Emergency response plans 

You never want to have to use an emergency response plan, but if you have a child with allergies, making a plan is critical for their health and safety. Equipping any secondary caregiver with a detailed plan in case of emergency will give them the proper information to respond quickly and administer emergency aid in the case of an allergic reaction.  

Who needs a plan?

Anyone with a severe allergy should have an emergency response plan. If you’re not sure if your child’s allergy is severe, consider this: what’s the worst-case scenario if your child has an allergic reaction? If there’s a chance he could have trouble breathing or go into anaphylaxis, you need to have an emergency plan.

If his allergies would at worst cause just a sneeze, an upset stomach, or fatigue, you probably don’t need to draft an emergency plan. You can just make sure your child’s caregivers are aware of his allergies, and know where to find medication if need be.

If his allergies do put him at risk of going into anaphylaxis, anyone who is taking care of your child when you’re not around should be aware of the allergy, and the emergency response plan. Whether it’s his grandparent, or just a babysitter who’s going to be there for an hour and a half while Baby is napping, make sure that you equip all of his caregivers with the information needed to prevent, identify, and respond to allergic reactions.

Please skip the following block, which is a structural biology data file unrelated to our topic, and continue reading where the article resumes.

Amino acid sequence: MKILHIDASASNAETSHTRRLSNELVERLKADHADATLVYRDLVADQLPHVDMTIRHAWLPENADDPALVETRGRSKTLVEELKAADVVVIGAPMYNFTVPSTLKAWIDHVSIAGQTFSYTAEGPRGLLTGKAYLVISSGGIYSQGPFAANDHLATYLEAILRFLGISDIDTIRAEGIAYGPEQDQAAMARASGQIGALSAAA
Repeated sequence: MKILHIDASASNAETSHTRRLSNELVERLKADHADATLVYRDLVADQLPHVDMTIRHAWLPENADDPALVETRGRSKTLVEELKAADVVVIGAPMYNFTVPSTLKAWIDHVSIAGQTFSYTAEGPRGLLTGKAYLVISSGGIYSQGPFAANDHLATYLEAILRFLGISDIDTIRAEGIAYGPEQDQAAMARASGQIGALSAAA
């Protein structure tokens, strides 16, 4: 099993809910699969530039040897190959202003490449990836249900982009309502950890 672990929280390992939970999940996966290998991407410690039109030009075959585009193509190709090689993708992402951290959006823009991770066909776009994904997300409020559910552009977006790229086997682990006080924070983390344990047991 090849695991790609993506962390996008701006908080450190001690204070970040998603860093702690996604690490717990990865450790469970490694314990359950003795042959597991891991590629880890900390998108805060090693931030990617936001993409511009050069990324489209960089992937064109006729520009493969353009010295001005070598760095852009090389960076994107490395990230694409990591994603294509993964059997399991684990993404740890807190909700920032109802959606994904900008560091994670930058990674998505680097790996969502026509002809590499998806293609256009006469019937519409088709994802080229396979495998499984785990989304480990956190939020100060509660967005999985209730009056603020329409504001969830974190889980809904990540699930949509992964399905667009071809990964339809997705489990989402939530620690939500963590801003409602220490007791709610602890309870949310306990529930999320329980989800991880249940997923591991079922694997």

When should the plan be used?

If your child has a severe allergy, your plan is probably “inject with epinephrine.” You should state clearly in your emergency plan under what circumstances this should happen. Some children might only need epinephrine if they have symptoms, and others will need it immediately after being exposed to an allergen, regardless of symptoms.

If your child only needs antihistamines with mild symptoms, write that in your plan. Outline clearly what constitutes a mild symptom and what is a severe symptom. If your child is experiencing severe symptoms, make it clear in the plan that he should be given epinephrine immediately.

What should the plan include?

Your emergency response plan should be a written document with information about your child, his allergy, his treatment, and his emergency contacts. When you’re writing up the plan for your child, include:

  • Name
  • Date of birth
  • Allergies
  • When to use epinephrine (list of symptoms)
  • Where to find your child’s epinephrine autoinjector
  • The required dose and brand of epinephrine
  • Instructions for administering epinephrine and additional medication (always after injecting the epinephrine)
  • Emergency contacts: 911, your healthcare provider’s phone number, your phone number, the phone number of another caregiver

If you’re not sure your emergency plan is accurate, or you don’t know if it says everything it needs to, consult your child’s pediatrician about what to include.


Sources
  • “Food Allergy & Anaphylaxis Emergency Care Plan.” FARE. Food Allergy Research & Education. 2016. Web.
  • “Sample Anaphylaxis Emergency Action Plan.” AAFA. Asthma and Allergy Foundation of America. 2016. Web.
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